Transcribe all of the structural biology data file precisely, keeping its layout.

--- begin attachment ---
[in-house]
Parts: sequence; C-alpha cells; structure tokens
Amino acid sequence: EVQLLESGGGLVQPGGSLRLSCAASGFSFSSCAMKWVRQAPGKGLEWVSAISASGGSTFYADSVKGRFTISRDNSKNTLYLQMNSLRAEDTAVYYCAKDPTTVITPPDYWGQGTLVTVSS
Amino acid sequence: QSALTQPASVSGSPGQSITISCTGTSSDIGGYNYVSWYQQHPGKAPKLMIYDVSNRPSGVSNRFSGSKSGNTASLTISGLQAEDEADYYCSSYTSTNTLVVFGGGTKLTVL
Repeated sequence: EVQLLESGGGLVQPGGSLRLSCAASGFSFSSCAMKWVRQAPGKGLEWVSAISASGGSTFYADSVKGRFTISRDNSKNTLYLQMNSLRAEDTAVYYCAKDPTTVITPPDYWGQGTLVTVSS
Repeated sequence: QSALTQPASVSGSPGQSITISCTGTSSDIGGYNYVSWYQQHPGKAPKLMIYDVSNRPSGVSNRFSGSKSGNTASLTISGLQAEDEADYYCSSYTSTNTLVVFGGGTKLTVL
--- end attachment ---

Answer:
[in-house]
Parts: sequence; C-alpha cells; structure tokens
Amino acid sequence: EVQLLESGGGLVQPGGSLRLSCAASGFSFSSCAMKWVRQAPGKGLEWVSAISASGGSTFYADSVKGRFTISRDNSKNTLYLQMNSLRAEDTAVYYCAKDPTTVITPPDYWGQGTLVTVSS
Amino acid sequence: QSALTQPASVSGSPGQSITISCTGTSSDIGGYNYVSWYQQHPGKAPKLMIYDVSNRPSGVSNRFSGSKSGNTASLTISGLQAEDEADYYCSSYTSTNTLVVFGGGTKLTVL
Repeated sequence: EVQLLESGGGLVQPGGSLRLSCAASGFSFSSCAMKWVRQAPGKGLEWVSAISASGGSTFYADSVKGRFTISRDNSKNTLYLQMNSLRAEDTAVYYCAKDPTTVITPPDYWGQGTLVTVSS
Repeated sequence: QSALTQPASVSGSPGQSITISCTGTSSDIGGYNYVSWYQQHPGKAPKLMIYDVSNRPSGVSNRFSGSKSGNTASLTISGLQAEDEADYYCSSYTSTNTLVVFGGGTKLTVL